There continues to be a need for an electromagnetic induction (EMI) system that can characterize unexploded ordnance (UXO) in the marine environment. There are many areas in the millions of acres that host underwater UXO. The US Army Corps of Engineers has identified 400 underwater formerly used defense sites. These sites all have munitions or UXO in less than 40m of water. A size-depth plot typical for these UXO from Di-Marco et al. (2010) was used as a design guide for the first MBUD system and is reproduced here as Figure 1. A compilation of polarizability calculations from a variety of targets for BUD and MBUD is shown by the dashed line in Figure 1. This line indicates that the MBUD system can effectively classify most targets to a depth of about 1.2 m.
Currently wide-area assessment is carried out using low and high-frequency acoustic and magnetometer arrays, both of which must be moved over the area at some distance above the sea bottom. The magnetic response of small targets decreases rapidly with increasing distance from the object. Further magnetometer surveys can be ineffective if the sea bottom has magnetic rock, sand, or gravel (as is common in Hawaii). Low-frequency acoustic scanners have low resolving power for small targets beneath the bottom and may not be effective in water depths of less than 3-5m.
Low-frequency acoustic scanning methods may eventually be able to characterize buried medium to large objects, but at present, they can only locate small objects as point scatterers. EMI systems must be operated on the bottom, and in many locations this is difficult or impossible. Quoting from a recent SERDP symposium, “EMI technology will probably be restricted to cued classification” and eventually will be deployed with a commercial midsized ROV. MBUD2 is well-suited for this role. The performance of MBUD2 was demonstrated on land and in San Francisco Bay. MBUD2 was operated in a cued mode – the system was stationery and targets were placed in various locations by an operator (on land) or a diver (in San Francisco Bay).
A simple open frame MBUD2 prototype system configuration consists of four, three-component, receiver cubes that are at the corners of a 1m2 area with the three orthogonal transmitters at the center (Figure 2) mounted on a simple platform. Differences in field at symmetrically positioned receivers cancel the response of the seawater and of the air-sea interface for shallow deployments. Note, MBUD2 is using existing components from MBUD1, which constrain possible changes that could be implemented. The pulser and electronics that are inside the pressure casing are at the other end of the platform. Next to it is a dedicated pressure casing, inside of which all the signal and power connections are redistributed to a bundle of long cables that reach the surface vessel where the data are processed and analyzed.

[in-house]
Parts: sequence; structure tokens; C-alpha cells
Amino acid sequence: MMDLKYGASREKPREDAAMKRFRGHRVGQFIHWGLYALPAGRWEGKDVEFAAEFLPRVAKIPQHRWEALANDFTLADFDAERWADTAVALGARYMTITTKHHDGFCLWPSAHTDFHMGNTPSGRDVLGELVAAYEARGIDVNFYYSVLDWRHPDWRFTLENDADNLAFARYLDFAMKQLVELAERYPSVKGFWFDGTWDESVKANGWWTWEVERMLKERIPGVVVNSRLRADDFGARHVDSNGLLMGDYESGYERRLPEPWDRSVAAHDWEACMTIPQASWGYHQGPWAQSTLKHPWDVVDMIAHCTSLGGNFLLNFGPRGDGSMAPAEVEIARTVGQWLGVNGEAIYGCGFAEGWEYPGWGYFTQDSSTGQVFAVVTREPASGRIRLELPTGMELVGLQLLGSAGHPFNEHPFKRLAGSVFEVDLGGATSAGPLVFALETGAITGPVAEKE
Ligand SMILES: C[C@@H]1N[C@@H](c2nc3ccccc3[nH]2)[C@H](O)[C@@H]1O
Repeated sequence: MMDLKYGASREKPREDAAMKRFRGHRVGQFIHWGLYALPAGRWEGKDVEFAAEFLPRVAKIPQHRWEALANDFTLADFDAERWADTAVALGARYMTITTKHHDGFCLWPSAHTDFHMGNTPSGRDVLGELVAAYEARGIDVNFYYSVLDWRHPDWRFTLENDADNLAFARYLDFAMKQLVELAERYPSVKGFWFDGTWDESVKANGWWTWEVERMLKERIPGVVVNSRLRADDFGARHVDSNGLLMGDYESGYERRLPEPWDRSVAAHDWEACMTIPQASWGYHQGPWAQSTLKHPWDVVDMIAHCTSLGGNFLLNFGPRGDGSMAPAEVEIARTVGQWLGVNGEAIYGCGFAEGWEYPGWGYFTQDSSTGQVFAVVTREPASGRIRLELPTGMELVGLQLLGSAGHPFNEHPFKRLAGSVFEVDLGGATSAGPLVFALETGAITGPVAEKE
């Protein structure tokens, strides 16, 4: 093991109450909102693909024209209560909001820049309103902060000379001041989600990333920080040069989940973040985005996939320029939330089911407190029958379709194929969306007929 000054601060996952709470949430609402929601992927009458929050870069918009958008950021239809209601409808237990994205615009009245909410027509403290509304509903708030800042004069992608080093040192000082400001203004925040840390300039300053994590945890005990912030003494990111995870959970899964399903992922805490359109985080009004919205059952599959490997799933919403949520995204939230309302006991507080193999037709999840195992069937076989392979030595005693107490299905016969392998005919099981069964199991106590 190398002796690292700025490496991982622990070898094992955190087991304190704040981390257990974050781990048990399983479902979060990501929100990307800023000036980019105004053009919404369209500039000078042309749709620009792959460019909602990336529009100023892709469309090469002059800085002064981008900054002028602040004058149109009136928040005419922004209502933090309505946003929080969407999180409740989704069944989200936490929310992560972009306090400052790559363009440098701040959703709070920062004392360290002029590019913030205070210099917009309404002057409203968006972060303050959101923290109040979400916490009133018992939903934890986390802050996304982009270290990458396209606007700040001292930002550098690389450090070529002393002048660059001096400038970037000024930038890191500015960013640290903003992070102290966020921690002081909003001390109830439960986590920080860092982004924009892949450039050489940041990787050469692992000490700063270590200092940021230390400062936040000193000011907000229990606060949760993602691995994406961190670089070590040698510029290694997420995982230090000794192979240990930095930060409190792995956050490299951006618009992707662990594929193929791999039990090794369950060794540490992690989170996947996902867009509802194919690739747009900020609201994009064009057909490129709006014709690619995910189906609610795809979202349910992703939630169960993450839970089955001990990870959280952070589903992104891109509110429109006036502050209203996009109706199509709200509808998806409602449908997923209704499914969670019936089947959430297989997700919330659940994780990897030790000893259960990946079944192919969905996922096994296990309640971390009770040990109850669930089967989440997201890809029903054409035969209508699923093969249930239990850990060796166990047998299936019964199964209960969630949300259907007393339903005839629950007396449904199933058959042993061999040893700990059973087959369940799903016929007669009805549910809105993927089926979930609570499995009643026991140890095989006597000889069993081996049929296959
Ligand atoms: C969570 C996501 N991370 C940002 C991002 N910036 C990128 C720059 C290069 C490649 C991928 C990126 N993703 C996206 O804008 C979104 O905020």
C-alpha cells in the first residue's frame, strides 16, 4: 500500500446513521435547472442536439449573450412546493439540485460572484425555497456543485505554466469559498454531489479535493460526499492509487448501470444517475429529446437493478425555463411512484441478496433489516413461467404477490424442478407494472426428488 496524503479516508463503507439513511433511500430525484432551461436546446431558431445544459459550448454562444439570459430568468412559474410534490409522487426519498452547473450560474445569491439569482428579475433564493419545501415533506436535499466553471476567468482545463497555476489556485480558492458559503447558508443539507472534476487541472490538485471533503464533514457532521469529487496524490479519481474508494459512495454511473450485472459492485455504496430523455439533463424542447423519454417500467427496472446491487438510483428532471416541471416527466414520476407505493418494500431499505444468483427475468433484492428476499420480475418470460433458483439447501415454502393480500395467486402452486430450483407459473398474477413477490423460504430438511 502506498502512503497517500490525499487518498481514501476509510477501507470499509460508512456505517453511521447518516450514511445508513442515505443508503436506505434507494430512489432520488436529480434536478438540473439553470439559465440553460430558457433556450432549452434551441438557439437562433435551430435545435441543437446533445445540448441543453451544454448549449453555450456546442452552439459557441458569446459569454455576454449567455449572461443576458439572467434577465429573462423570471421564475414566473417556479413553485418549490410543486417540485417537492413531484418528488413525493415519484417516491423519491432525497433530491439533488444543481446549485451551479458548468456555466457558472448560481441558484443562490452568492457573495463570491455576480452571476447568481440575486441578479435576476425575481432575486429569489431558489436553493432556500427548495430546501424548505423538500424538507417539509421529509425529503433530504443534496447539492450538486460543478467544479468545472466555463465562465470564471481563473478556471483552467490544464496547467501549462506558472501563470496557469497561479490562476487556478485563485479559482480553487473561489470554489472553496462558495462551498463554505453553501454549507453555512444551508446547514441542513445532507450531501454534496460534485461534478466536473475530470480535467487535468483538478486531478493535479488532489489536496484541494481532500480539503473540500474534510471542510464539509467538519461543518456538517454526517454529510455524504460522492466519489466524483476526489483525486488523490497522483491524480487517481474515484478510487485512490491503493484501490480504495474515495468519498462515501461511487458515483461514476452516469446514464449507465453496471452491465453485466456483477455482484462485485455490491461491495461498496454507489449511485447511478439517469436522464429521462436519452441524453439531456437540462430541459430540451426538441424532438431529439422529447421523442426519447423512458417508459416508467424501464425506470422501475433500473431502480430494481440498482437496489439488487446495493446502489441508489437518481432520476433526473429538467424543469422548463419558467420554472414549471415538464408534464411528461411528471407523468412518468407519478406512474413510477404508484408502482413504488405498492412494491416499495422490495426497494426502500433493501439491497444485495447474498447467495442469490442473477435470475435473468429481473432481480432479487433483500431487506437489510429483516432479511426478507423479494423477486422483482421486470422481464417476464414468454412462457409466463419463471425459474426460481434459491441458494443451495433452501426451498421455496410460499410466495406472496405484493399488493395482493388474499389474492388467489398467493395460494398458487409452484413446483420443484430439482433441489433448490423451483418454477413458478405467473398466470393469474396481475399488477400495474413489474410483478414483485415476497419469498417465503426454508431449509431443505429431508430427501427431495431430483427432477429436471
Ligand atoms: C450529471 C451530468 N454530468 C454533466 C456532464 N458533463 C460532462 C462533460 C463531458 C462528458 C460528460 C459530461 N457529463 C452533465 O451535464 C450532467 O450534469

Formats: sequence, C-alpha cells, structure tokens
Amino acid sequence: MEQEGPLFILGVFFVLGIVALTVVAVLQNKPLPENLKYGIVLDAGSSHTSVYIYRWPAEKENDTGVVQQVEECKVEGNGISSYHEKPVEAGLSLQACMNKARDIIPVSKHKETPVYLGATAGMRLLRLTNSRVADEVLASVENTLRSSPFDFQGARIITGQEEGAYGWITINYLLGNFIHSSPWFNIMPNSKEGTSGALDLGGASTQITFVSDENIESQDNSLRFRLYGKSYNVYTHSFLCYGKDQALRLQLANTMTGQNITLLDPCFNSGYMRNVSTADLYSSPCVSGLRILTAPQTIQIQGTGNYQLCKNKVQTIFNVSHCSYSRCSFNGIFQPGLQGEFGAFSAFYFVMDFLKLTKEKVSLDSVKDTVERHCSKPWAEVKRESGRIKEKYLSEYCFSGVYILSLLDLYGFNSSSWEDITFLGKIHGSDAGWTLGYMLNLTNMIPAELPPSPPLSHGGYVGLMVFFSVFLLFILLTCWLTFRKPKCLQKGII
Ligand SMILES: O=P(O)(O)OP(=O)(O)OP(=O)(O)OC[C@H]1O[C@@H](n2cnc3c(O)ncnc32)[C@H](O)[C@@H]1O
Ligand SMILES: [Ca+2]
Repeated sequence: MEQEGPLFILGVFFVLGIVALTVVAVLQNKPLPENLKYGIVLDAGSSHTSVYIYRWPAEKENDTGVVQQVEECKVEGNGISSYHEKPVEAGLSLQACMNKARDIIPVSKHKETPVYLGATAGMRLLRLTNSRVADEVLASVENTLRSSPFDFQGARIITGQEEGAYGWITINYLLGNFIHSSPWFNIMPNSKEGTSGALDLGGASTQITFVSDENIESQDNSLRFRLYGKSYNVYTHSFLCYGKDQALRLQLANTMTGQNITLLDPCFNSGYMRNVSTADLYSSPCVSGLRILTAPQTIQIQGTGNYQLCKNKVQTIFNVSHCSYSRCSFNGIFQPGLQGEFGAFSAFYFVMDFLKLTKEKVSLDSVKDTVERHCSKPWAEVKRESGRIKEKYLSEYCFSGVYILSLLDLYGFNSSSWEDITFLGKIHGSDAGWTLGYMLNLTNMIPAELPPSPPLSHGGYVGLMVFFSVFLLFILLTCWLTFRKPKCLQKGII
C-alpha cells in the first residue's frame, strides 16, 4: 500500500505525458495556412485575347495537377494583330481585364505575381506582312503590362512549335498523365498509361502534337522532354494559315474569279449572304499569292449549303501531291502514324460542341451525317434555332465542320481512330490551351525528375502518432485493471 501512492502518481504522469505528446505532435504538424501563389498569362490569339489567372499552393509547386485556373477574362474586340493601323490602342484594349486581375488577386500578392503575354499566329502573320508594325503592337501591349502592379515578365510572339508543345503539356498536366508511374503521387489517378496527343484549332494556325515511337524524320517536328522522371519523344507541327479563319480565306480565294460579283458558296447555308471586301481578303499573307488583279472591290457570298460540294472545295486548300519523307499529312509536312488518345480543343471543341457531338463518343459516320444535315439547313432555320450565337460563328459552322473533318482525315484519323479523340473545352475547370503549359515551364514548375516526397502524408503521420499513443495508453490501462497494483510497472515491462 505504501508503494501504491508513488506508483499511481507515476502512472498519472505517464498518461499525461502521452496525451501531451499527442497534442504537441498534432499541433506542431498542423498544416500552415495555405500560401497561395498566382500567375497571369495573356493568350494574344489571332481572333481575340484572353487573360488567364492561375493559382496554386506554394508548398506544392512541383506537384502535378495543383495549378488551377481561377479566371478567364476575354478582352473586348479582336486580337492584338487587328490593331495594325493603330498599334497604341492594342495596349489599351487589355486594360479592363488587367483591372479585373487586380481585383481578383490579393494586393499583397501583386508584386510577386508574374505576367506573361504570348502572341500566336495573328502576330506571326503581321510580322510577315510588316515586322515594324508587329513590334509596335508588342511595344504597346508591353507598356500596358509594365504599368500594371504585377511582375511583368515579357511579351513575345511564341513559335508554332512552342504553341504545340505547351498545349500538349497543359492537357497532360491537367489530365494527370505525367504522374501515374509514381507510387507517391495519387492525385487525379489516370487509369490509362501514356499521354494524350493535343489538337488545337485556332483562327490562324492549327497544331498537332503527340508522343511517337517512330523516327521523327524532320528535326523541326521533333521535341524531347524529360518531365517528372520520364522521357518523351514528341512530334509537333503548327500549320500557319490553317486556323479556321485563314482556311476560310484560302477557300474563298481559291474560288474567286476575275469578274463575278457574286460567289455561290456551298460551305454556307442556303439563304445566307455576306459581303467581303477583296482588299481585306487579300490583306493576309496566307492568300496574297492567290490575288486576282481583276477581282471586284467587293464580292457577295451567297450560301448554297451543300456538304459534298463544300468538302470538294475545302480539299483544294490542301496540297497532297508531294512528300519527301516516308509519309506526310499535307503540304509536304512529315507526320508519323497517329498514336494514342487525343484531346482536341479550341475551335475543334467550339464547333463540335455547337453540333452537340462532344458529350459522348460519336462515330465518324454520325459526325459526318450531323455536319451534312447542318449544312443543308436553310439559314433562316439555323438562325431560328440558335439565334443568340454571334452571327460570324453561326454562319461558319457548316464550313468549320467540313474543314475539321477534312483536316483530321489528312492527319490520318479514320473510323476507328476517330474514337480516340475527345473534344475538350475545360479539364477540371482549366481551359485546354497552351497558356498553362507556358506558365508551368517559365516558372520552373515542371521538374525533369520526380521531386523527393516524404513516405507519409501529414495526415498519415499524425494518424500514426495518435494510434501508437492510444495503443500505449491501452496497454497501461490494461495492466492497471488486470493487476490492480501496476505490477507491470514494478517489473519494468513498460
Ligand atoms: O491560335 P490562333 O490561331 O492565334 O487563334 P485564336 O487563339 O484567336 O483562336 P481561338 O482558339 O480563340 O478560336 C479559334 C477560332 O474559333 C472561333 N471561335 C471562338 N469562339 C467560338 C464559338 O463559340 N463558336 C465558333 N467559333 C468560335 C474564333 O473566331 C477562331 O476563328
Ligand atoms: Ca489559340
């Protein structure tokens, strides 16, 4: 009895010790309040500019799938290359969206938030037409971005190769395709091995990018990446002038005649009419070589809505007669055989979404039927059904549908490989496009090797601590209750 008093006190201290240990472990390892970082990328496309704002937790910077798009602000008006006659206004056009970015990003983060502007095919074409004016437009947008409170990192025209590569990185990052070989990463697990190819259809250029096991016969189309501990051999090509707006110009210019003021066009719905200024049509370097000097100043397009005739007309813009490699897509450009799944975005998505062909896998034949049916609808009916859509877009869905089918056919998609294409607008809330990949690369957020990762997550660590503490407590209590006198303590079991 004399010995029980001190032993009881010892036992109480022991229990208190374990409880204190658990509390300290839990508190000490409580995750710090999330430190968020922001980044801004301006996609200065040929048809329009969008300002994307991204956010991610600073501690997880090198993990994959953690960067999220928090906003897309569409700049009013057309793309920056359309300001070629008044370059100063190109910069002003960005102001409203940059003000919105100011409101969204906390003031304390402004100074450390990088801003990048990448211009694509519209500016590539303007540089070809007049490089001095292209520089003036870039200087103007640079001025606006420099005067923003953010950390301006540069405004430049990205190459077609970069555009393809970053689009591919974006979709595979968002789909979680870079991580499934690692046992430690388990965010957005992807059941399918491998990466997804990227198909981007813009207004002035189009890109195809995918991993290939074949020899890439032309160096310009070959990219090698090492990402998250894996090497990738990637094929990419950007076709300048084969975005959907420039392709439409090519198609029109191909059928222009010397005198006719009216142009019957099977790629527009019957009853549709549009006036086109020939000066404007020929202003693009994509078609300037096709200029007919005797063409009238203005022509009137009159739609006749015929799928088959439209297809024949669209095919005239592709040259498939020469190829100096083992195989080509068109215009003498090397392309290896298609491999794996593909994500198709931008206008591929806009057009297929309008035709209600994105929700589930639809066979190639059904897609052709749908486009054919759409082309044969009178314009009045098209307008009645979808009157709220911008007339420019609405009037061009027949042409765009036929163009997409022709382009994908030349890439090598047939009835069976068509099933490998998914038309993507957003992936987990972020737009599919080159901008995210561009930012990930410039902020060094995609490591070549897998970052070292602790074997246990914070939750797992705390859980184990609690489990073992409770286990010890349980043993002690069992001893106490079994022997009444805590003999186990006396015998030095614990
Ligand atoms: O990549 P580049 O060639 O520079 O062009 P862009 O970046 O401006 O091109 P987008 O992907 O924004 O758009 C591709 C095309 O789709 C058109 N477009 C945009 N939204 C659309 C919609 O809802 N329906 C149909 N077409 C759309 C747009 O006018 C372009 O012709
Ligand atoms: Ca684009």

The orthogonal transmitter antenna system is completely encased in epoxy glass composite (an average thickness of 4 mm) to avoid any possibility of creating a contact between seawater and the three windings. The cable connections to the receiver windings are made through tubing fittings and the cables are surrounded with reinforced plastic tubing. To further prevent any seawater intrusion, the tubing enclosing the cables and any space around the receiver wiring are oil filled.
This work was done by Erika Gasperikova and Frank Morrison of Lawrence Berkeley National Laboratory, and Ugo Conti of Marine Advanced Research, Inc. for the Strategic Environmental Research and Development Program. For more information, download the Technical Support Package (free white paper) below. SERDP-0004
This Brief includes a Technical Support Package (TSP).
Development and Testing of a New Version of Mbud for Cued Classification of Marine UXO
(reference SERDP-0004) is currently available for download from the TSP library.
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